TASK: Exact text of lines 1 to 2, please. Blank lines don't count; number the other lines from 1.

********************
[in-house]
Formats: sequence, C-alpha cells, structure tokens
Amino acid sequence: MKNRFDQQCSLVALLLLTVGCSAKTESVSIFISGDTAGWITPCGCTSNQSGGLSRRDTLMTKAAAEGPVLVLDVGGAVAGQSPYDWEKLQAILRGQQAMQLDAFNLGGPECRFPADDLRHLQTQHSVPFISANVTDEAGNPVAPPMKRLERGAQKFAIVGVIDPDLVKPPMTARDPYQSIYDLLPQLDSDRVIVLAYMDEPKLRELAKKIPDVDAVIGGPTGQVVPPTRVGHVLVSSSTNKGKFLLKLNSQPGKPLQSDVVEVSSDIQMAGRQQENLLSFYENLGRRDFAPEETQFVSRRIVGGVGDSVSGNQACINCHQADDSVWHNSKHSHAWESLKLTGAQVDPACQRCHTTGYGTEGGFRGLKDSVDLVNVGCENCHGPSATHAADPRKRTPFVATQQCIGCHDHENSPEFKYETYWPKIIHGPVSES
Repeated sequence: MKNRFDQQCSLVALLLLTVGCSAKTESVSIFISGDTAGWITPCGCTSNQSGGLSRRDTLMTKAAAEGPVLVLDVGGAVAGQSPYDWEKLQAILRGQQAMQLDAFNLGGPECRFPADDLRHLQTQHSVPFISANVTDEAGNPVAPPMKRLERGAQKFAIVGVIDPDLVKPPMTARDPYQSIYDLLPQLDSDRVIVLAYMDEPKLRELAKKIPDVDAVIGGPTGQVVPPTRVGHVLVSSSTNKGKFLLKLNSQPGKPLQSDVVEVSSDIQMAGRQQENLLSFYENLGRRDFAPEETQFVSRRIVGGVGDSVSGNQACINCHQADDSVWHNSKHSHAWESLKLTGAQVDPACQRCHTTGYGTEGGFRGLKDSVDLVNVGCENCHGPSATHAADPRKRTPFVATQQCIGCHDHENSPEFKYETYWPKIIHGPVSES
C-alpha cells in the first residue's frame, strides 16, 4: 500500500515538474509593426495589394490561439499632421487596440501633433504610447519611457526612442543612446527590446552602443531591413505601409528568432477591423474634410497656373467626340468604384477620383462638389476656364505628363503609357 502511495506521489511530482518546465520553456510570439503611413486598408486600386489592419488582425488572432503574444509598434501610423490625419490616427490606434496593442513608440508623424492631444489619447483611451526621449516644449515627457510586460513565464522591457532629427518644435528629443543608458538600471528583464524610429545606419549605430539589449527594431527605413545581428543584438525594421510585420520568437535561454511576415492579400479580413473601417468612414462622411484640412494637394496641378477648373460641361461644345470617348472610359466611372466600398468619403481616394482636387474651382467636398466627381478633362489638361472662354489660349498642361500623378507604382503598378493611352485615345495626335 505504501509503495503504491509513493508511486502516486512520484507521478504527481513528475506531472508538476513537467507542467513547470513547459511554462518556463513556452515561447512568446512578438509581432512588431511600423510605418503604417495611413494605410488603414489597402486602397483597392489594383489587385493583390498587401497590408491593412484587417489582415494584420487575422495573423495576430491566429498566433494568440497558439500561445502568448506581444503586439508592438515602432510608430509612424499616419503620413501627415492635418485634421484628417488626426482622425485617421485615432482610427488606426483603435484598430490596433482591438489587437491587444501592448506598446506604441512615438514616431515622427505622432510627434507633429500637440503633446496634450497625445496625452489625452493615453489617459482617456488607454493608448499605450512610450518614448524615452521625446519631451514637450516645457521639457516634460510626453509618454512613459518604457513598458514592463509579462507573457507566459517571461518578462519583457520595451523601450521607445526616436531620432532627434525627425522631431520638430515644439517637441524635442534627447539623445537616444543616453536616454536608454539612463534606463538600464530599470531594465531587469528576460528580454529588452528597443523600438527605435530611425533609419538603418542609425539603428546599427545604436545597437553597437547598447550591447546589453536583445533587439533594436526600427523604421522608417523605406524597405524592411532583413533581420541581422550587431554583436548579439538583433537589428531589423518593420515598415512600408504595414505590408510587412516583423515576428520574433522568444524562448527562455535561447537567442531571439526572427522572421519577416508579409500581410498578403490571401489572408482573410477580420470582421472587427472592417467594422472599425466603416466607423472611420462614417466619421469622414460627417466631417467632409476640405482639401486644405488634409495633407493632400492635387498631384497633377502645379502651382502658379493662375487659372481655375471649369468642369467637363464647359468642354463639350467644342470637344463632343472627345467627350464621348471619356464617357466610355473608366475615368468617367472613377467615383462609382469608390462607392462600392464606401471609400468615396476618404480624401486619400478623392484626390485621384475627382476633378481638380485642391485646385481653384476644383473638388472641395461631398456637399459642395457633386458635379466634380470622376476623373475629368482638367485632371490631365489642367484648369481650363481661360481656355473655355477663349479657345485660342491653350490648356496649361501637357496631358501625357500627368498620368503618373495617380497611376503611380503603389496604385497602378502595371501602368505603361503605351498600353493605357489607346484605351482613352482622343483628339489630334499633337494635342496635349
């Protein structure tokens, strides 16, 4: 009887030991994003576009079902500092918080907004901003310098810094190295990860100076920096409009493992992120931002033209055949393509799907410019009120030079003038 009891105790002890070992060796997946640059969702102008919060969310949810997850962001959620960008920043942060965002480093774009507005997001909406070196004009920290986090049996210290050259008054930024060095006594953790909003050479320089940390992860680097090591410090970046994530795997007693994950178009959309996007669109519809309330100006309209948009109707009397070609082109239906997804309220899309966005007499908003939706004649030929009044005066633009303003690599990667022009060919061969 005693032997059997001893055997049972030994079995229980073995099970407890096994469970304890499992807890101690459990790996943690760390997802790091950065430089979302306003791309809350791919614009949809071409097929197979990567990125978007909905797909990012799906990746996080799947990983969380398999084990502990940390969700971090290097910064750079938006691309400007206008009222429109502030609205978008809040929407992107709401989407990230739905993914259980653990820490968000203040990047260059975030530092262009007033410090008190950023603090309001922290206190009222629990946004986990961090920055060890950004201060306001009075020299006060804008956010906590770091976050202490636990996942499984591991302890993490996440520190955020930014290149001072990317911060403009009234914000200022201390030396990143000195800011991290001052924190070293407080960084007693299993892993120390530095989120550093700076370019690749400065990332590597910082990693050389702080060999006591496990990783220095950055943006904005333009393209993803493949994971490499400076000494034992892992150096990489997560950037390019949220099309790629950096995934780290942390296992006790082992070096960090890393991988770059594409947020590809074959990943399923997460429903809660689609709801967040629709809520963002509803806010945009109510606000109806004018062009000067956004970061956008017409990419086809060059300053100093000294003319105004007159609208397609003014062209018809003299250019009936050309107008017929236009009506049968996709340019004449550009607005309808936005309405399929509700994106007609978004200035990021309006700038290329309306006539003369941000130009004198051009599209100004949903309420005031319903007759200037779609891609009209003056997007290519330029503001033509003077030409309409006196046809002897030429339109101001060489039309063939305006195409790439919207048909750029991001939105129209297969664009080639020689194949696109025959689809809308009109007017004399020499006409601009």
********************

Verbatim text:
[in-house]
Formats: sequence, C-alpha cells, structure tokens